when

Psalm 69:10,11 When I wept, and chastened my soul with fasting, that was to my reproach…

Job 30:25 Did not I weep for him that was in trouble? was not my soul grieved …

Matthew 5:44 But I say to you, Love your enemies, bless them that curse you, do …

Romans 12:14,15 Bless them which persecute you: bless, and curse not…

humbled. or, afflicted

Leviticus 16:29,31 And this shall be a statute for ever to you: that in the seventh …

Matthew 9:14,15 Then came to him the disciples of John, saying, Why do we and the …

my prayer

Matthew 10:13 And if the house be worthy, let your peace come on it: but if it …

Luke 10:6 And if the son of peace be there, your peace shall rest on it: if …

(13)And my prayer returned into mine own bosom.--This has been most variously explained. The context evidently implies something done for the benefit of the whilome friends for whom, in their sickness, the poet had worn sackcloth, and had fasted and adopted all the other signs of mourning. We must therefore set aside (1) the idea of fruitless prayer, in spite of the analogy of Matthew 10:13, Luke 10:6. (2) The notion that the answer to the prayer came back to the psalmist himself, instead of to those for whom it was offered, must also be set aside. And (3) we must reject the notion of secret, i.e., silent prayer, in spite of Proverbs 17:23; Proverbs 21:14, since all the "outward and visible" signs of mourning are indicated, and the very object was to show sympathy and interest.

There remains (1) the literal, and my prayer turned upon my bosom, referring to the posture described in Psalm 35:14. (Comp. 1Kings 18:42, where, however, there is no express mention of prayer.) The words were, as it were, muttered into his bosom. This is the view of Ewald and Delitzsch, but seems prosaic. (2)The far more probable meaning, my prayer came back again and again to my bosom, i.e., was repeated over and over again; just as we say, "the thought recurred to my mind." (Comp. the common phrase for thoughts coming upon the heart, Jeremiah 3:16; Jeremiah 7:31, etc.) The Hebrew verb has this frequentative sense in one of its conjugations.

Verse 13. - But as for me, when they were sick, my clothing was sackcloth. It is suggested that David had acted thus, especially in the case of Saul, when he was first afflicted with his terrible malady (1 Samuel 16:14-23; 1 Samuel 18:10); but he appears to speak of his habitual practice, whenever any of his friends were sick. (On the putting on of sackcloth as a sign of grief, see Genesis 37:34; 2 Samuel 3:31; 2 Samuel 21:10; 1 Kings 21:27; 2 Kings 6:30; 2 Kings 19:1; Esther 4:1; Job 16:15; Psalm 69:11; Psalm 69:11, etc.) I humbled my soul with fasting. Another customary indication of grief (see Psalm 69:10; Psalm 109:24; Judges 20:26; 1 Samuel 31:13; 2 Samuel 1:12; 2 Samuel 22:16; 1 Kings 21:27; Nehemiah 1:4, etc.). And my prayer returned into mine own bosom (comp. Matthew 10:13). Prayers for others, if prevented by their unworthiness from benefiting them, are yet not altogether void and vain. They bring a blessing to the man that offers them. But as for me, when they were sick,.... Or under any disorder or distress of body or mind, when any misfortune or infirmity attended them; meaning Saul and his courtiers, before David was persecuted by them;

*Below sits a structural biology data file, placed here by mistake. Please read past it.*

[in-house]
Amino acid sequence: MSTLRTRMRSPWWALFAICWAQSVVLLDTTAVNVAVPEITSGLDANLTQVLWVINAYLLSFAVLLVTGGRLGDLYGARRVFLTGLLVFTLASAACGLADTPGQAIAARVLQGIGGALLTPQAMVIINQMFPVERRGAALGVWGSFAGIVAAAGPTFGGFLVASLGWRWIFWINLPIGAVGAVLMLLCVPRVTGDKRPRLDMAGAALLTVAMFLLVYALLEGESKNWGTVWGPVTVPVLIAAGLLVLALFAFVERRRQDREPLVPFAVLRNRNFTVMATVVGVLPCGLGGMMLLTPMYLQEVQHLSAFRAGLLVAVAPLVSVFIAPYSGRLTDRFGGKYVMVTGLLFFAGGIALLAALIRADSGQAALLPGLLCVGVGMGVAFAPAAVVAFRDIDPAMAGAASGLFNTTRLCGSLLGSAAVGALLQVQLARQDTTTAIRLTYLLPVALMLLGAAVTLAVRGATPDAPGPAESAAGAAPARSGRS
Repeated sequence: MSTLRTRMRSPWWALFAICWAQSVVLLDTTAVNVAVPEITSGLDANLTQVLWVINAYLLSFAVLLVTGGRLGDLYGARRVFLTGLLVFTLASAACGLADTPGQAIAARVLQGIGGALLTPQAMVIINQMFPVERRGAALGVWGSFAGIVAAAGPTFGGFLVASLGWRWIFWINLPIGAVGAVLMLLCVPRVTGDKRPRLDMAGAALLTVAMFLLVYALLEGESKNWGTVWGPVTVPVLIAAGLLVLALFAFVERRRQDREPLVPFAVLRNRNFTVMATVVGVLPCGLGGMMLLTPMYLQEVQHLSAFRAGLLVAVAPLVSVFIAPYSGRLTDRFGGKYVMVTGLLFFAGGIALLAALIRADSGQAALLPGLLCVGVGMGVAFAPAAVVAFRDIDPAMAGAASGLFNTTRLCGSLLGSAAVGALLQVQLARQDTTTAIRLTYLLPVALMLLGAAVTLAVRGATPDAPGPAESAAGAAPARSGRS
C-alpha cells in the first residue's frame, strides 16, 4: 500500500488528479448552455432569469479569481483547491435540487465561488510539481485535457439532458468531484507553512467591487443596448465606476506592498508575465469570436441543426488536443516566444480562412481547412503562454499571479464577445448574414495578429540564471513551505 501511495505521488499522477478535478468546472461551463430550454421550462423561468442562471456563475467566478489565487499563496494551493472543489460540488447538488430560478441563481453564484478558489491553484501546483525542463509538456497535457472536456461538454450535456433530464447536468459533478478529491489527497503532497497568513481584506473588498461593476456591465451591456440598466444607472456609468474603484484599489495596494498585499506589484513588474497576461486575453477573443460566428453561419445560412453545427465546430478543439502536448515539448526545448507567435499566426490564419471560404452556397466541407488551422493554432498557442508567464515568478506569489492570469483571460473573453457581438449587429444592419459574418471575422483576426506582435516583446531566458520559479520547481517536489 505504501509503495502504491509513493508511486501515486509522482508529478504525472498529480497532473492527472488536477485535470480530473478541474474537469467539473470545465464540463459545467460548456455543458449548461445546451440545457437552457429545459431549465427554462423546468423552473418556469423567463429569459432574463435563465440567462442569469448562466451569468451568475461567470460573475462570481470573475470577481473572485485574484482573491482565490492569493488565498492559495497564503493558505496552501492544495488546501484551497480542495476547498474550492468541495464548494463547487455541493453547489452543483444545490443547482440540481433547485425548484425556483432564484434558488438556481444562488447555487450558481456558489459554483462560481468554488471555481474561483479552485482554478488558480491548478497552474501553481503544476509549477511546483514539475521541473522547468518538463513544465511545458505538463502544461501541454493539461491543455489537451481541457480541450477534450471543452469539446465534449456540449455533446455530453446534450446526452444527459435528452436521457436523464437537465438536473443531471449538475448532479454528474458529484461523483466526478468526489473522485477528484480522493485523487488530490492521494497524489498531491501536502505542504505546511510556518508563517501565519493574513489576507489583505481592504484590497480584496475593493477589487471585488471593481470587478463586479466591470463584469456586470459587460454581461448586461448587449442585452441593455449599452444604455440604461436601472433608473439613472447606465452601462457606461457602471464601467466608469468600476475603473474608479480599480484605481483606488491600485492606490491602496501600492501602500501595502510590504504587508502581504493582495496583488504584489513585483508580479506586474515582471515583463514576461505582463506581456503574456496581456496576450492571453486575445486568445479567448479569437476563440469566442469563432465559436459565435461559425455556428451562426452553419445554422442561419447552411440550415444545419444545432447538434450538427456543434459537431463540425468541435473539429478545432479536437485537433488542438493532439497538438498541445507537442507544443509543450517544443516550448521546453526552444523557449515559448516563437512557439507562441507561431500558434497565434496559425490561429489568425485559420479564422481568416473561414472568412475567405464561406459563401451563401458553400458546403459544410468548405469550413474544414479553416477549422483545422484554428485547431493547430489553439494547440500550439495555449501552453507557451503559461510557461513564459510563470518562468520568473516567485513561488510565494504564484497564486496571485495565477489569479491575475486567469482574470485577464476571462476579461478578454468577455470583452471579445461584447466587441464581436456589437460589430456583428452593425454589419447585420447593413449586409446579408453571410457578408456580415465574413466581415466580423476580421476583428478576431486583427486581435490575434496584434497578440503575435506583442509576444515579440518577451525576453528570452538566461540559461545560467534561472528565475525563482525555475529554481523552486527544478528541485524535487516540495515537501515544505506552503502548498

my clothing was sackcloth; that is, he was grieved, and mourned for them, it being usual to put on sackcloth in time of mourning; see Genesis 37:34;

I humbled my soul with fasting; on the account of them, giving up himself to prayer for them, as follows:

and my prayer returned into mine own bosom; that is, he prayed privately and heartily for them, as for himself; he was constant in it, his heart was in it, and he took delight in it, and he was heard and answered; unless the sense should be, that his prayer was slighted by them, and so returned back to himself, as a present despised is returned; but however it was not without its effect, the good for which he prayed for them was returned by the Lord unto him. 13. prayer … bosom—may denote either the posture—the head bowed—(compare 1Ki 18:42)—or, that the prayer was in secret. Some think there is a reference to the result—the prayer would benefit him if not them.35:11-16 Call a man ungrateful, and you can call him no worse: this was the character of David's enemies. Herein he was a type of Christ. David shows how tenderly he had behaved towards them in afflictions. We ought to mourn for the sins of those who do not mourn for themselves. We shall not lose by the good offices we do to any, how ungrateful soever they may be. Let us learn to possess our souls in patience and meekness like David, or rather after Christ's example.